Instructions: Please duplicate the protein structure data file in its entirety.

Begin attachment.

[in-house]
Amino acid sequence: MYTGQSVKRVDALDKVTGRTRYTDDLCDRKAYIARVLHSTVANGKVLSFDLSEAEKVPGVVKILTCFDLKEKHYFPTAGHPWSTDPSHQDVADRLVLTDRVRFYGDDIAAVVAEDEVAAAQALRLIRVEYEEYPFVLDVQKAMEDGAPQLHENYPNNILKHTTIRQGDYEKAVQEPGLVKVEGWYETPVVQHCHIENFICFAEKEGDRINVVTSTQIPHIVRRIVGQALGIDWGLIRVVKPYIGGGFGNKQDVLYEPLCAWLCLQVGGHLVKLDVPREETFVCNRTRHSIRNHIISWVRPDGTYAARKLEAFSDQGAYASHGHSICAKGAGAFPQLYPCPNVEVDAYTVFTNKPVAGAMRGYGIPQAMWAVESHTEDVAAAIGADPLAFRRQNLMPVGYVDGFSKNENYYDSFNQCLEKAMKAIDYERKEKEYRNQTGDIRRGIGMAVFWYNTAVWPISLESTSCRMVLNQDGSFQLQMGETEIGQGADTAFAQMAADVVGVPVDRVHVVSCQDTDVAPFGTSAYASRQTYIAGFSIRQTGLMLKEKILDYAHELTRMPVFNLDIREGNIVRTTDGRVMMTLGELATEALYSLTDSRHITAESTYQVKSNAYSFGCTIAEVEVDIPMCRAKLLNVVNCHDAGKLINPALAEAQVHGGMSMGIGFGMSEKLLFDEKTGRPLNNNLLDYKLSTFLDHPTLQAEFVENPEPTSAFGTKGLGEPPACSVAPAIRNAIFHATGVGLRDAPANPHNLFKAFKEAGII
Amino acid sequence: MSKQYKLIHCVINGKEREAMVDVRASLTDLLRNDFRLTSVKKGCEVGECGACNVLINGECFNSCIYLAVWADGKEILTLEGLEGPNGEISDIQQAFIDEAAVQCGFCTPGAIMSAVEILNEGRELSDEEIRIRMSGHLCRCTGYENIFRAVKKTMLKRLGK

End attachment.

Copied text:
[in-house]
Amino acid sequence: MYTGQSVKRVDALDKVTGRTRYTDDLCDRKAYIARVLHSTVANGKVLSFDLSEAEKVPGVVKILTCFDLKEKHYFPTAGHPWSTDPSHQDVADRLVLTDRVRFYGDDIAAVVAEDEVAAAQALRLIRVEYEEYPFVLDVQKAMEDGAPQLHENYPNNILKHTTIRQGDYEKAVQEPGLVKVEGWYETPVVQHCHIENFICFAEKEGDRINVVTSTQIPHIVRRIVGQALGIDWGLIRVVKPYIGGGFGNKQDVLYEPLCAWLCLQVGGHLVKLDVPREETFVCNRTRHSIRNHIISWVRPDGTYAARKLEAFSDQGAYASHGHSICAKGAGAFPQLYPCPNVEVDAYTVFTNKPVAGAMRGYGIPQAMWAVESHTEDVAAAIGADPLAFRRQNLMPVGYVDGFSKNENYYDSFNQCLEKAMKAIDYERKEKEYRNQTGDIRRGIGMAVFWYNTAVWPISLESTSCRMVLNQDGSFQLQMGETEIGQGADTAFAQMAADVVGVPVDRVHVVSCQDTDVAPFGTSAYASRQTYIAGFSIRQTGLMLKEKILDYAHELTRMPVFNLDIREGNIVRTTDGRVMMTLGELATEALYSLTDSRHITAESTYQVKSNAYSFGCTIAEVEVDIPMCRAKLLNVVNCHDAGKLINPALAEAQVHGGMSMGIGFGMSEKLLFDEKTGRPLNNNLLDYKLSTFLDHPTLQAEFVENPEPTSAFGTKGLGEPPACSVAPAIRNAIFHATGVGLRDAPANPHNLFKAFKEAGII
Amino acid sequence: MSKQYKLIHCVINGKEREAMVDVRASLTDLLRNDFRLTSVKKGCEVGECGACNVLINGECFNSCIYLAVWADGKEILTLEGLEGPNGEISDIQQAFIDEAAVQCGFCTPGAIMSAVEILNEGRELSDEEIRIRMSGHLCRCTGYENIFRAVKKTMLKRLGK